The English Language Learner’s Guide to English Prepositions

English Prepositions

Peter flew to the window. Then, he was at the window. Earlier in the night, he had flown by the window. He thought it was open, so he flew into the window. Wendy saw Peter from the window. Her breath left a mark on the window. Peter’s favorite part of the window was how it opened.

All I had to do in the above sentences was change the prepositions and alter the wording a bit, and bam! they were new sentences with completely new meanings. Still, the object of each of these sentences was the window. As you can see, prepositions are small but mighty parts of speech. To English language learners, these pesky little words can be very challenging to master.

It’s really no surprise that English prepositions are so difficult to learn. For one thing, English has an excessive number of these relational words—more, in fact, than any other language out there. On top of that, the rules for when to use each preposition can be quite arbitrary. Native English speakers know when to use each preposition only because they are so familiar with the common uses of these words, but not because there are technical, logical rules that dictate their usage.

So, you may be wondering, is it even possible for an English language learner to master prepositions? Well, that depends. Are you willing to do lots of reading, lots of writing, and lots of practicing? Then of course it’s possible! Anything is possible, after all. All it takes is faith and trust . . . and a little bit of pixie dust!

What is a preposition?

A preposition is a part of speech that indicates the temporal, spatial, or logical relationship between the object and the rest of the sentence. Common prepositions include to, of, for, by, from, about, and around. There are many others, including above, after, before, below, beneath, during, following, into, inside, near, onto, outside, through, toward, under, and upon.

Prepositions are very important to the meaning of many sentences. Just look at these sentences about Peter and the Lost Boys to see what I mean. The prepositions are in bold, and the objects are underlined.

Peter flew home to Neverland.

The Lost Boys had been waiting for Peter for hours.

Thankfully, none of the boys knew how to tell time.

Why are prepositions important?

Peter Pan Let’s look more carefully at each example. We can do this by removing the prepositions and seeing what effect that has on the sentence.

Peter flew home Neverland.

In the first example, to is needed to connect Neverland to the rest of the sentence. Without it, the sentence stops making sense after home.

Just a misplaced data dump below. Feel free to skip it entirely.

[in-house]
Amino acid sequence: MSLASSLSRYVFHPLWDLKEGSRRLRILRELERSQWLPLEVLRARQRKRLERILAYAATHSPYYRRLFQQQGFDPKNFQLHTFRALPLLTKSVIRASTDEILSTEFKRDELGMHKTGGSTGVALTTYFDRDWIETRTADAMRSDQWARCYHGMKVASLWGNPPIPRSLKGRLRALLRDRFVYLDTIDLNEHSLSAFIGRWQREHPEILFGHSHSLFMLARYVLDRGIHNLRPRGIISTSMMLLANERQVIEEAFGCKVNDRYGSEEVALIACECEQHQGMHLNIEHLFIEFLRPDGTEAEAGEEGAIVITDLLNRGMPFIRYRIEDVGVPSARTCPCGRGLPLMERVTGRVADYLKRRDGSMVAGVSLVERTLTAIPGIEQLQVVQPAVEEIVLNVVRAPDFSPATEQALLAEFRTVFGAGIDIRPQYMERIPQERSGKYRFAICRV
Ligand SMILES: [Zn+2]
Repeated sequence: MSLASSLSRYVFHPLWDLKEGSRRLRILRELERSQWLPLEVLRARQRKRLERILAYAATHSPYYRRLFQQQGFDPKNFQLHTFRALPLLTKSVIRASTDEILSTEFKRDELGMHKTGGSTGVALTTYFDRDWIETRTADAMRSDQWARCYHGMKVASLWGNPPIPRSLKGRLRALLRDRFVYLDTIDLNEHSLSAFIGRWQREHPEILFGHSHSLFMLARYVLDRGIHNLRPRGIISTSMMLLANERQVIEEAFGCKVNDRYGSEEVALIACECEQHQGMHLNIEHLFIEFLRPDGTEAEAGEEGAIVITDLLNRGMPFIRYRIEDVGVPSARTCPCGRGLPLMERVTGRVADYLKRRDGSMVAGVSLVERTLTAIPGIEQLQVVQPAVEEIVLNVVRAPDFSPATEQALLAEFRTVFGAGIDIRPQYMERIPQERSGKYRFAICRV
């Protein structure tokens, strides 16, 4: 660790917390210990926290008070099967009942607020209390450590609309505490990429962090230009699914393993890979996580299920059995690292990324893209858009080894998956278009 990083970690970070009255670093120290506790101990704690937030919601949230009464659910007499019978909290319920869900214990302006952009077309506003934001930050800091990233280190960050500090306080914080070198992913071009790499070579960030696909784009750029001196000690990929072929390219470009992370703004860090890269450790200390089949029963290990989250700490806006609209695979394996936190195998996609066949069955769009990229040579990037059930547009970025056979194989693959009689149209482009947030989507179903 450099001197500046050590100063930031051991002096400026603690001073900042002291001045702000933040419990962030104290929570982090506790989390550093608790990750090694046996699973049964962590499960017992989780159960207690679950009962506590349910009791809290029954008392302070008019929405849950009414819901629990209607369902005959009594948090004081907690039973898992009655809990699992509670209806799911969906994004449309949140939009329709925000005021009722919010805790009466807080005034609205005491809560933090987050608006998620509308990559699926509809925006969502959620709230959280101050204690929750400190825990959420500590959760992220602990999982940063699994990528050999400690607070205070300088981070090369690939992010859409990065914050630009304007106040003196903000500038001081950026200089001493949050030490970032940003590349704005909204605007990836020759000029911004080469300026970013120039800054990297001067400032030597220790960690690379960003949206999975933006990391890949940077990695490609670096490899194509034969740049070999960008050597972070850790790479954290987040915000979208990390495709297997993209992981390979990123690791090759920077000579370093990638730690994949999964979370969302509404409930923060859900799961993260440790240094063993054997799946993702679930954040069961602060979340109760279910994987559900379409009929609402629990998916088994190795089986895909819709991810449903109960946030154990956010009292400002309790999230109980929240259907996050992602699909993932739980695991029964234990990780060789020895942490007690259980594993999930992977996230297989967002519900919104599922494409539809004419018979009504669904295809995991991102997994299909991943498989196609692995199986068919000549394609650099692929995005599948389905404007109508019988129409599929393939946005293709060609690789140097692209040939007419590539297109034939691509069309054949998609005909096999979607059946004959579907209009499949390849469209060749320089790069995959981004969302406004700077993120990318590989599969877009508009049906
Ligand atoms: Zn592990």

The Lost Boys had been waiting Peter hours.

In the second sentence, there are two objects: Peter and hours. For establishes the role played by these objects. Without for, Peter actually becomes an adjective describing hours, which neither makes sense nor conveys the intended meaning.

Thankfully, none the boys knew how tell time.

In the final example, removing the prepositions means there is now no logical connection between none and the boys, nor is it clear how tell time fits into the rest of the sentence.

As you can see, prepositions are very important for creating meaning!

More examples

I know memorization isn’t the best way to learn, but when it comes to prepositions, it’s probably your best bet. Here’s a quick list of rules and examples of proper preposition usage to remember.

  • Peter can go home or be at home, but he has to go to his house or be at his house. He can’t go house or be at house.
  • Saying that Peter flew by Captain Hook’s ship is very similar to saying that he flew past the ship. However, saying that Peter lives by Captain Hook’s ship means he lives near the ship, not that he passes by the ship to get home.
  • Tinkerbell recovered from an injury, but she is done with pirates and she hopes for a peaceful future with Peter.
  • Peter can fly to Wendy’s window at night, noon, or midnight, but if he travels to the window at other times, he must go in the morning, afternoon, or evening.
  • Peter Pan was published in 1911, but it was published on a Friday.

Test your knowledge and learn more!

Practice makes perfect, and there’s no better way to practice than to take a quiz! If you’d like to learn more about when to use prepositions, you should take a break from Peter Pan and focus your attention instead on another magical topic: puppies! This fun quiz covers basic preposition usage with help from your favorite furry friends.

Or maybe you’re looking for more comprehensive information about prepositions. If that’s the case, check out The Complete Guide to the Parts of Speech, where you’ll learn everything you need to know about the building blocks of the English language. How magical!

Image source: Unsplash/Pixabay.com, Stevebidmead/Pixabay.com

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